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We wanted you to be aware that the FDA has granted accelerated approval of IBRANCE® (palbociclib) for the treatment of postmenopausal women with ER+/HER2- advanced breast cancer. Click here to see the press release!
Otezla® (apremilast) is approved for the treatment of patients with moderate to severe plaque psoriasis who are candidates for phototherapy or systemic therapy. Please click here for more information.
OAs part of APhA's longstanding and ongoing commitment to helping its members ensure optimal and safe patient use of prescription medications, nonprescription products, and dietary supplements, APhA convened national pharmacy and medicine leaders and other stakeholders on March 26.
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Tool to analyze genes according to their evolutionary profiles
Two major revolutions, one genomic and one in informatics, are completely changing the face of biomedical research. Every day all over the world, millions of genetic sequences — from disease-related genes to complete genomes of plants, animals, bacteria and viruses — are resolved, identified and dissected.
Scientists find a gene that regulates sleep
Flies, it turns out, sleep about as much as young children do. Males need about 12 hours a day, while females can do with about 10 hours. To find out which genes might be responsible for guiding how much slumber flies get a night, Kyunghee Koh did a massive experiment that you can only do with fruit flies.
Faster, not stronger: How a protein regulates gene expression
By measuring the motion of single molecules, EPFL scientists have discovered how specialized proteins control gene expression by binding and compacting discrete parts of DNA inside the cell. The findings have significant implications for genetics and cancer research.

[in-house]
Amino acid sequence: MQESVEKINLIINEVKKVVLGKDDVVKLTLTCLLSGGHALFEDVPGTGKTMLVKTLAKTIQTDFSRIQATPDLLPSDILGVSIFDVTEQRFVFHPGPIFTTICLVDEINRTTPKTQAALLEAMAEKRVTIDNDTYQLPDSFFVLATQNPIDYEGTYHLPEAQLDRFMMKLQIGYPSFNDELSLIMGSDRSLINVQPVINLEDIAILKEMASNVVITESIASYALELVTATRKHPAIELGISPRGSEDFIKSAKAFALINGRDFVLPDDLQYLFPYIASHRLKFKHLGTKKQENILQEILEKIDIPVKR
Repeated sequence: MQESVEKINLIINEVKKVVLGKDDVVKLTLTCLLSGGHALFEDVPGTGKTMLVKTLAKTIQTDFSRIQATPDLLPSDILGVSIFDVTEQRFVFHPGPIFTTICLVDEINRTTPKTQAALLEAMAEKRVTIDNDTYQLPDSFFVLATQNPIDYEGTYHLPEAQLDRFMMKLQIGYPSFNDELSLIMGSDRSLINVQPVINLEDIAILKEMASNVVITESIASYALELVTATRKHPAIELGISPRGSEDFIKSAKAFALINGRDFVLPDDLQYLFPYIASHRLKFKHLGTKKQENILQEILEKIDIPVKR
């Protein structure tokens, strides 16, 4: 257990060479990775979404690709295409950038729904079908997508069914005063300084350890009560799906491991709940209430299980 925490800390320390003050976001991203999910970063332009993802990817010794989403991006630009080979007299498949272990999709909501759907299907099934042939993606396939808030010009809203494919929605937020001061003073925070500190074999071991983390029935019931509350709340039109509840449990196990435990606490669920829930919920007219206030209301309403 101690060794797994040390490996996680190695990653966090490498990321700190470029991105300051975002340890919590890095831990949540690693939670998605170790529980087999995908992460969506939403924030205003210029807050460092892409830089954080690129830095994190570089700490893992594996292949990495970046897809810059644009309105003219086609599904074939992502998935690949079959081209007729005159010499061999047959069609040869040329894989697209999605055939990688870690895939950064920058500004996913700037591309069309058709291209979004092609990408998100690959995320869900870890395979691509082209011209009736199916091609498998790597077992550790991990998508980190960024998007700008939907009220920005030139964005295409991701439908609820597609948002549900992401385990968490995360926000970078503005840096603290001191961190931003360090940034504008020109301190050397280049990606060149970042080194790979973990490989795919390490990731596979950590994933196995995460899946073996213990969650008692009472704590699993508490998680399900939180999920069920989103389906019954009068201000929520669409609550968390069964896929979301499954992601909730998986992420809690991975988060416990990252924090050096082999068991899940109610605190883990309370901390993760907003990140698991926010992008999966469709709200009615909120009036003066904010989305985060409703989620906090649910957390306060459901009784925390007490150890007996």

Conquering cancer: Personalized medicine is the future
The Huffington Post
Personalization is threaded into the social fabric of America. Innovation is rooted in customizing and personalizing even the smallest parts of our lives, stemming from technology and retail to travel, media and wellness. The future continues to promise even smarter applications where personalization fits, but what about our health?
BioFeedback for immunoglobulin is a health outcomes reporting program that provides clinical feedback on the use of immunoglobulin in autoimmune-related disorders. Physicians and medical directors can now deploy clinical interventions when they have the greatest impact on healthcare quality and costs.
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Do advocates overestimate the benefits of personalized medicine?
The advocates of personalized or precision medicine may have set up unrealistic expectations about its promise while leaving many questions unanswered, according to a viewpoint article in the Journal of the American Medical Association.